There’s actually a function to the chamber space (5) just below the seal of the pin in that this area can trap dirt and moisture before it gets to the gauge… There’s another area that can trap contaminants in the brass elbow before the gauge.
Pretty much all other floor pumps eschew the mechanics and metal of the Super Pista and instead the “check valve” consists of a simple rubber ball or flap over a small hole. Over time the flap or ball degrades and that makes for a pump that will break down and be both less accurate and less efficient as the seal allows air back away from your gauge (and tire) back into the pump cylinder.
Silca do have some rubber, but it’s in the form of O rings (6) that will last for the better part of 25 years of normal use. And they’re not simple “rubber”… They’re Dupont’s Viton material which will resist not only virtually any of the chemicals involved in lubricating the cylinder but are also highly heat resistant (heat is what kills a lot of lesser pump seals and check valve balls because they heat up a lot with more friction trying to pump things at 100+ psi).
Finally of you might hear a plastic on plastic “CLACK” as you bottom out the plunger on your current pump. You don’t hear that smack with the Super P of course because there’s a Urethane bump stop at the top of the check valve that damps the impact (7).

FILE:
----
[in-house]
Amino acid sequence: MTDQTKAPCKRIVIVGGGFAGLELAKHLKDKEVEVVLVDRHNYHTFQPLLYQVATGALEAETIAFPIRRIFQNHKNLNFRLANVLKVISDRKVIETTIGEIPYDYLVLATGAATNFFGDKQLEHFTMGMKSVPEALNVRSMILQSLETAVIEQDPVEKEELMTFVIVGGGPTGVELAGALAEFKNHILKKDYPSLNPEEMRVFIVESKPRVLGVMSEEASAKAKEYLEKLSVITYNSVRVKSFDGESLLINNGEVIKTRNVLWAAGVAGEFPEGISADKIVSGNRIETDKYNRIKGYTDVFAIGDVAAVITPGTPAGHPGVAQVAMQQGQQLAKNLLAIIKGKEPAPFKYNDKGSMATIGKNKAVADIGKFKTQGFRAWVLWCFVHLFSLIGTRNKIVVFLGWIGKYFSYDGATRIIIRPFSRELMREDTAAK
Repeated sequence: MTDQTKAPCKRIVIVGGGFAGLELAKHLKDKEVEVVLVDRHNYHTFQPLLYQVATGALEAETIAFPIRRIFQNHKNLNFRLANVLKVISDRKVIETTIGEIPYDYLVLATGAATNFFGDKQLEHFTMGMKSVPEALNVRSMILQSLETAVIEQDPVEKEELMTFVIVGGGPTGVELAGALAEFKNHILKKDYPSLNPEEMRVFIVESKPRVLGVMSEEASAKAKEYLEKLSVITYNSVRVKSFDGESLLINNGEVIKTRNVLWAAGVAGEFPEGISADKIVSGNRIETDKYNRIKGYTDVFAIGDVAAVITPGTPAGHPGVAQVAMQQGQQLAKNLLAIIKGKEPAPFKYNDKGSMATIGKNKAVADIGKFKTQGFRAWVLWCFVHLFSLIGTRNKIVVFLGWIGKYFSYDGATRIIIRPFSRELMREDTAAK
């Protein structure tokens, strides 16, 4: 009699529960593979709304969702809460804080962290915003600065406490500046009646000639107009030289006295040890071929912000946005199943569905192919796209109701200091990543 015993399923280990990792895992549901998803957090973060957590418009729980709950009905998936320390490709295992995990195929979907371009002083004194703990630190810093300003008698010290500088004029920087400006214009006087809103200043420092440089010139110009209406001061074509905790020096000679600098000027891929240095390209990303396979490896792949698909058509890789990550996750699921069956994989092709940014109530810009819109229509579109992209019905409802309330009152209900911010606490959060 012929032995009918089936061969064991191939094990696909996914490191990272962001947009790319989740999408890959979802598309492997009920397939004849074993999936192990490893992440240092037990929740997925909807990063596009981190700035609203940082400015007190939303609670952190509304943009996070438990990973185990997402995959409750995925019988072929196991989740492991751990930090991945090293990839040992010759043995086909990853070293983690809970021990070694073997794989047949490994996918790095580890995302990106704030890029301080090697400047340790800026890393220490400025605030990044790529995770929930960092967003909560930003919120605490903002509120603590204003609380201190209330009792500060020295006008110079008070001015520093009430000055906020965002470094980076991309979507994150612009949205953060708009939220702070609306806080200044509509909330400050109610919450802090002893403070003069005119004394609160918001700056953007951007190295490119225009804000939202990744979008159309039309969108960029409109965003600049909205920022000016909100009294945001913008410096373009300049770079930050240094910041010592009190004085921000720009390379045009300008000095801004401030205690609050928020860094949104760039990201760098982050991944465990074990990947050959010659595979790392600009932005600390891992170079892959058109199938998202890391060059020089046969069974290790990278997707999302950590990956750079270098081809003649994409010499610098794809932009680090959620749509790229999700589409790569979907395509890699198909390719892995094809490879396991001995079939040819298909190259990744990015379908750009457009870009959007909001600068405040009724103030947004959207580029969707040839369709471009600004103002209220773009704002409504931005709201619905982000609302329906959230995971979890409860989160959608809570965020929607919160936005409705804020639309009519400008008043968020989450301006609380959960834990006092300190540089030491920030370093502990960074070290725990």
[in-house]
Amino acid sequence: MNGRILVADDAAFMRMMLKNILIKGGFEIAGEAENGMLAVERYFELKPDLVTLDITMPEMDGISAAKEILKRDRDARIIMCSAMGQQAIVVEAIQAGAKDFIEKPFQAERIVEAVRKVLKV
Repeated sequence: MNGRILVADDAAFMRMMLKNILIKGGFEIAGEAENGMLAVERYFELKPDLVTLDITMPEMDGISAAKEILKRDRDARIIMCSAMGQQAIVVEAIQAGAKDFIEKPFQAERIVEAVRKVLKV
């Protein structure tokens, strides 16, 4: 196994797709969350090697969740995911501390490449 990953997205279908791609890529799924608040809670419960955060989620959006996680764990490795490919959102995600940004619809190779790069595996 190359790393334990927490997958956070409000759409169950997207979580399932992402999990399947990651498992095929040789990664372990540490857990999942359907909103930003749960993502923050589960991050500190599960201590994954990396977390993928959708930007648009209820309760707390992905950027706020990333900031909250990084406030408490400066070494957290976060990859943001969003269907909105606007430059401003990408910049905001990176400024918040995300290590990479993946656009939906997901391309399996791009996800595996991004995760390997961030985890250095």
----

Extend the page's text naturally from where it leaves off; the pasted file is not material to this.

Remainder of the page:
Instead all you hear is the tiny “click” as the pin springs into place shutting a check valve (a valve that, stand alone, likely cost more to make then your current pump).
Once the air is compressed and passes through the check valve it passes into the “surf board” where it splits to both the hose and gauge.
Silca’s gauge is also fairly non-standard.
For starters, Silca work with a +/- 1% gauge accuracy… The industry standards are +/- 5%.
So at 100 psi, the Silca unit starts life within 1 pound of the gauge reading.
While that 1% is at the top of the industry, the number is perhaps less important than how they can make the claim. Silca’s gauges are individually calibrated and serial numbered at the gauge factory. I know of no other pump maker doing this for every single gauge… In fact there are gauges used on pumps that cost less than just the assembly and calibration of Silca’s unit.
Silca also run a test ahead of final assembly at their own facility before shipping. They pressurize all the gauges and test them at 100 psi. If the gauge doesn’t pass their second check, it’s returned to the gauge maker.
Part of the reason for this isn’t necessarily about the 1% accuracy at the start of a pumps life. All gauges will lose accuracy over time. Even gauges made like Silca’s, using metal gears and springs and a metal membrane to move the needle. All of these parts are made to high spec not just to start life at 1% but to maintain far greater accuracy with wear and use.
Accuracy is getting to be of greater and greater importance as we’re seeing a lot larger tire sections used commonly rather than just for special events. Still, it was at a fairly special event that gauge accuracy came to light while Josh was working to make a carbon wheel tough enough to roll through Paris Roubaix. Tire pressures are hugely important at the cobbled classic and the CSC team was having issues that people were having a hard time explaining. It turned out that the team had a pump that was just 2 years old and it was off 9 PSI at just 72 psi.